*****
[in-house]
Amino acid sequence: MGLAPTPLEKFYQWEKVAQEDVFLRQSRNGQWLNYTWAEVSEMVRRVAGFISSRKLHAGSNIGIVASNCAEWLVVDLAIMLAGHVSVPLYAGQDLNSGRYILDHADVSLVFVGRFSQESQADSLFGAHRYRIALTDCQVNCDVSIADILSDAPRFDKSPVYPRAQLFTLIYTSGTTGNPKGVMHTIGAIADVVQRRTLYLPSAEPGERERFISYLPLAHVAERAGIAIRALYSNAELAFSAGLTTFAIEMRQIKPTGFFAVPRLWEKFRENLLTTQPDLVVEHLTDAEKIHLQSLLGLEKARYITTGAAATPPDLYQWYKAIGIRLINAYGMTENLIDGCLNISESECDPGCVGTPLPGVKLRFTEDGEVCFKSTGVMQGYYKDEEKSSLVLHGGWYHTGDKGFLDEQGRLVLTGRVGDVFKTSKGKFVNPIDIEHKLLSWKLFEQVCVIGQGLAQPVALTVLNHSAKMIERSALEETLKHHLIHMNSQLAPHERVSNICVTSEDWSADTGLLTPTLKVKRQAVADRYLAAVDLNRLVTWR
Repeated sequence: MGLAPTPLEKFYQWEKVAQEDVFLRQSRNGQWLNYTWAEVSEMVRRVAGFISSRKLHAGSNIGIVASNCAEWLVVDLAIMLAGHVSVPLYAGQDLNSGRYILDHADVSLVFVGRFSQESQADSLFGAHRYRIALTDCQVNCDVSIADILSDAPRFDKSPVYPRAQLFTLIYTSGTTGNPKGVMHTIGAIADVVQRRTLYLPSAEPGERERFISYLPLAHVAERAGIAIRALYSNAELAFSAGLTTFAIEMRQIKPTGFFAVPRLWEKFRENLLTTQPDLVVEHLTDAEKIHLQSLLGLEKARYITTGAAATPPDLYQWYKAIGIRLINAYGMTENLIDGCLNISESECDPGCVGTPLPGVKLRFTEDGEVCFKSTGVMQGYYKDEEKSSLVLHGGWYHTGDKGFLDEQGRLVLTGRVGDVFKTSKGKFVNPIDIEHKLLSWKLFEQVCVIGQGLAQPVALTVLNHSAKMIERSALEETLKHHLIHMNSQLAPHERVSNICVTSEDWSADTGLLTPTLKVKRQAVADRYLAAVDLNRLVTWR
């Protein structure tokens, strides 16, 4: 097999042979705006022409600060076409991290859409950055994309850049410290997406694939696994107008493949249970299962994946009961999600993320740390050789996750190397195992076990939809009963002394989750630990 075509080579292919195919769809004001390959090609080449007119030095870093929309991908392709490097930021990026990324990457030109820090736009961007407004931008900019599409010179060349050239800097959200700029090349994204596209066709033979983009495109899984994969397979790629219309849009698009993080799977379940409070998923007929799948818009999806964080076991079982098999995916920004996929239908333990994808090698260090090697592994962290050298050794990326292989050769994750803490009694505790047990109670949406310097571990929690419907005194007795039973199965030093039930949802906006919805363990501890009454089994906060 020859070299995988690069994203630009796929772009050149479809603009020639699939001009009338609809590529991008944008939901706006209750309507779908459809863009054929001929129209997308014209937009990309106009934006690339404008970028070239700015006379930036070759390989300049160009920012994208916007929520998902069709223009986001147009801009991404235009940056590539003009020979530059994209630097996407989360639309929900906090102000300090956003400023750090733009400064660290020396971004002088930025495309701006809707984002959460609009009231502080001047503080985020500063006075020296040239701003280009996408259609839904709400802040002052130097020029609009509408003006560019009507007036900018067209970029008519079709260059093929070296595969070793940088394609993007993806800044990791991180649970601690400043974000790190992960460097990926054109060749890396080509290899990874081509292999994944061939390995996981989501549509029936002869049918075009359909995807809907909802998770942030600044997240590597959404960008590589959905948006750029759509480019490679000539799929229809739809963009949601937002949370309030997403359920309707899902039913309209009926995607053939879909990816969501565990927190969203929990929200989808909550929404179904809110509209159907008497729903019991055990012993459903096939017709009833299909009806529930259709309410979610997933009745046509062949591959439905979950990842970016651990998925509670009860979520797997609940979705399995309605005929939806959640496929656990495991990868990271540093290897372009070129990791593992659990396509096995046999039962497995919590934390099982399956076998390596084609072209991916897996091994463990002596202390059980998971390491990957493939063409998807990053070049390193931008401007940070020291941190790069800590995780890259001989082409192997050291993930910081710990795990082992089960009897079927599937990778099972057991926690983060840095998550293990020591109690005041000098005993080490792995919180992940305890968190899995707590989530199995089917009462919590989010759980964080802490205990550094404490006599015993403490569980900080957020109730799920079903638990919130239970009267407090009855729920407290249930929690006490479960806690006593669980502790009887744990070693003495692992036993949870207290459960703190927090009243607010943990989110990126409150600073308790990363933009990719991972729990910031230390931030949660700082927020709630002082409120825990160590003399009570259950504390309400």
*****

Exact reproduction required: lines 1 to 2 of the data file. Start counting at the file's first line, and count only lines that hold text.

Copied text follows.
[in-house]
Amino acid sequence: MGLAPTPLEKFYQWEKVAQEDVFLRQSRNGQWLNYTWAEVSEMVRRVAGFISSRKLHAGSNIGIVASNCAEWLVVDLAIMLAGHVSVPLYAGQDLNSGRYILDHADVSLVFVGRFSQESQADSLFGAHRYRIALTDCQVNCDVSIADILSDAPRFDKSPVYPRAQLFTLIYTSGTTGNPKGVMHTIGAIADVVQRRTLYLPSAEPGERERFISYLPLAHVAERAGIAIRALYSNAELAFSAGLTTFAIEMRQIKPTGFFAVPRLWEKFRENLLTTQPDLVVEHLTDAEKIHLQSLLGLEKARYITTGAAATPPDLYQWYKAIGIRLINAYGMTENLIDGCLNISESECDPGCVGTPLPGVKLRFTEDGEVCFKSTGVMQGYYKDEEKSSLVLHGGWYHTGDKGFLDEQGRLVLTGRVGDVFKTSKGKFVNPIDIEHKLLSWKLFEQVCVIGQGLAQPVALTVLNHSAKMIERSALEETLKHHLIHMNSQLAPHERVSNICVTSEDWSADTGLLTPTLKVKRQAVADRYLAAVDLNRLVTWR